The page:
A bullied and demoralized gay student at an all-boys school uses a magical flower derived from Shakespeare's "A Midsummer Night's Dream' to turn many in his community gay, including a comely rugby player for himself.
Malik has a lot on his plate when he returns home to Tunisia after living in France. He's processing his father's death, he can't come out to his mother, and his childhood anxieties have ... See full summary »
After his gay cousin dies from hepatitis, young Laurent, who lives with his best friend Carole, falls in love with Cedric, a plant scientist. He's afraid to inform his conservative parents that he is gay.
A routine trick at a man's apartment propels a cynical hustler into a series of strange and life-changing encounters in this stunningly photographed drama from San Francisco-based Joseph Graham. Tall and lanky with a mop of unruly dark hair, the young man makes for an attractive prostitute - handsome in body, amiable in personality and efficient in sex. He's just out to make a buck, one guy at a time. But this coldly efficient rent boy begins to look at himself in a different way one stormy night when he finds himself lost in a maze-like apartment building. The evening begins with a tryst with a beefy but timid man unused to gay sex. Their "session" becomes surprisingly tender for both. But time is money, and he's off - that is, he'd be off if he could find the exit. His unexpected odyssey leads him to a series of encounters: there is one with a "straight" guy with issues; a cocaine-fueled queen who thinks he knows him; an older man, hidden away in a leaky attic apartment who assists ... Written by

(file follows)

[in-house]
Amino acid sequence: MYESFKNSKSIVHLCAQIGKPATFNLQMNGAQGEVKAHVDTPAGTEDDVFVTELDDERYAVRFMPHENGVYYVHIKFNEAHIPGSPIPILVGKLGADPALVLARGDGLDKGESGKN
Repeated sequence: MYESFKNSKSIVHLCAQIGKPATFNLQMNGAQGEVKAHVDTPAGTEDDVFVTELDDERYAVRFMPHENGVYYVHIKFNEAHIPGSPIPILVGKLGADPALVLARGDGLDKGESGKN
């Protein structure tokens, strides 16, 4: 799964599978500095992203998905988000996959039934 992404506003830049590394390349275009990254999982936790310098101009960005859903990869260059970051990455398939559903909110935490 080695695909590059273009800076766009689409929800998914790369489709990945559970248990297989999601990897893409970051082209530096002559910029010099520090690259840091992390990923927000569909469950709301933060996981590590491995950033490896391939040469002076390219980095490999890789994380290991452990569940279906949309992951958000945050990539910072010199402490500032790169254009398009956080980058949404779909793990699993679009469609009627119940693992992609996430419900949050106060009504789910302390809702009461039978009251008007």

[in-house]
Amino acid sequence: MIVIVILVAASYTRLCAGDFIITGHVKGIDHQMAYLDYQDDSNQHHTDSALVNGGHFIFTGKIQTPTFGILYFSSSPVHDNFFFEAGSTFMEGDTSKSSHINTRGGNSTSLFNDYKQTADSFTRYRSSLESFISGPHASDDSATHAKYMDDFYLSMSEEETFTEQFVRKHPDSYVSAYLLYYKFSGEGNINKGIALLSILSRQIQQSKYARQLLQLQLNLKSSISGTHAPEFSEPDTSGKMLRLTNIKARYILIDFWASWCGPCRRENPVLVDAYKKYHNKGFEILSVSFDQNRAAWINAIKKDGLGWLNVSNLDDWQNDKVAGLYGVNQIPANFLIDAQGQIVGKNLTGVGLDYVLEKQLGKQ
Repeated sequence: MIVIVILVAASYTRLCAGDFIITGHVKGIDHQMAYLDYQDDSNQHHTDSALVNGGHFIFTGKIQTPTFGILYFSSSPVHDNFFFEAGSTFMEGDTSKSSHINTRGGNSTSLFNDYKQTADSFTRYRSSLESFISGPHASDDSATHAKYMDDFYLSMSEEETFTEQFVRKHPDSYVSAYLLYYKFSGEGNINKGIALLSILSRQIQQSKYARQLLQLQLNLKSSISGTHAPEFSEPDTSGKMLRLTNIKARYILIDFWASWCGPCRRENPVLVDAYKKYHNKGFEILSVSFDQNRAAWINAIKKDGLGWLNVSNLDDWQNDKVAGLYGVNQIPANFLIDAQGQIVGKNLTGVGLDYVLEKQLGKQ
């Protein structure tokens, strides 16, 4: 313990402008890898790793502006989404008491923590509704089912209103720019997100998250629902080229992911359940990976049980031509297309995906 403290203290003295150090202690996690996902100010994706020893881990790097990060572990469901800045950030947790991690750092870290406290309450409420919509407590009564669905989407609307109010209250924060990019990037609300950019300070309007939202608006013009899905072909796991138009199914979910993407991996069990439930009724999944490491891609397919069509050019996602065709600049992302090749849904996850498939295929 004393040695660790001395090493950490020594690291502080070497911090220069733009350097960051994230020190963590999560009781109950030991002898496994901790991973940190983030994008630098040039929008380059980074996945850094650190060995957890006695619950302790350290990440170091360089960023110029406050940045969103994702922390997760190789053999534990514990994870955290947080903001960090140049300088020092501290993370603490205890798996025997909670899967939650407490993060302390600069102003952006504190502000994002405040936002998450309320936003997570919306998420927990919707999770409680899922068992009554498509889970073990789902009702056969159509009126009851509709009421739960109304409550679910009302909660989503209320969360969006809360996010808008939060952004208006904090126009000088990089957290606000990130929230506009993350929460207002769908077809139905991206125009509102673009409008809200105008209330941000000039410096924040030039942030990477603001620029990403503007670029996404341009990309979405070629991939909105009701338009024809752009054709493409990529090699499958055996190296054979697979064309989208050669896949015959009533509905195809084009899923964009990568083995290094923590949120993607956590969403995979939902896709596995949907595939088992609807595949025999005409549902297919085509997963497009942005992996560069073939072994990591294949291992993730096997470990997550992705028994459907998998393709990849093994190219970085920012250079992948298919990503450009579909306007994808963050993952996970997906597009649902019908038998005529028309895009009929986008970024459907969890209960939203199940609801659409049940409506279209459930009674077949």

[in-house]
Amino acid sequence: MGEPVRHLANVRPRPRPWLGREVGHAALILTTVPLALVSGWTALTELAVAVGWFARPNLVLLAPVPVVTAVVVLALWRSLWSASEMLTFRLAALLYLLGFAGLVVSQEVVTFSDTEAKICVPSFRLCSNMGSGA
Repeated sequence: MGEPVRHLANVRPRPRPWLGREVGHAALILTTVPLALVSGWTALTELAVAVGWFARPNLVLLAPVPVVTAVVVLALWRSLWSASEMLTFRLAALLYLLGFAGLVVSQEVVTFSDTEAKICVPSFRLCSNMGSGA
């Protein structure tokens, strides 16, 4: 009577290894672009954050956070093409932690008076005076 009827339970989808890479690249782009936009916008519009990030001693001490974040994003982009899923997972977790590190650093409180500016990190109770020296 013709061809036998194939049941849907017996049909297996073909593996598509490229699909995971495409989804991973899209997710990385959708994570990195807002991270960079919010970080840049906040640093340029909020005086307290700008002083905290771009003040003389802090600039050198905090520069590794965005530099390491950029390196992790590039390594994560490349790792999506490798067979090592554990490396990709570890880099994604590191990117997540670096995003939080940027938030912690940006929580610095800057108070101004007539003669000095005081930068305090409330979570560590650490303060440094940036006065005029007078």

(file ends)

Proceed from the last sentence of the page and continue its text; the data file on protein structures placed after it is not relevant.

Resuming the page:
It kills me when someone attempts to classify a movie as "gay" and/or "straight". If it falls into either of those categories it fails at being universal. I found this one, minus some of the raunchy dialogue, to be universal. If gays can love "Leaving Las Vegas" and "Pretty Woman", why can't straights love this? Hustler pretends to be whatever/whomever his male clients need, and discovers himself along the way. Is that really so taxing? Brief nudity in the beginning, sex that focuses solely on the facial expressions for the rest of the film, and some pretty rough/real dialogue. Really, too much for straights? I don't think so. The lead is perfect, the rest of the acting can be spotty, and there's a lot of verbal exposition(redundant?) Still an awesome film no matter the genre. When I saw the term "hustler listed in the description I almost passed, as I would "Coming of Age" or "HIV Positive" themed films, but this one is different. A gay guy figuring himself out. Cool flick.
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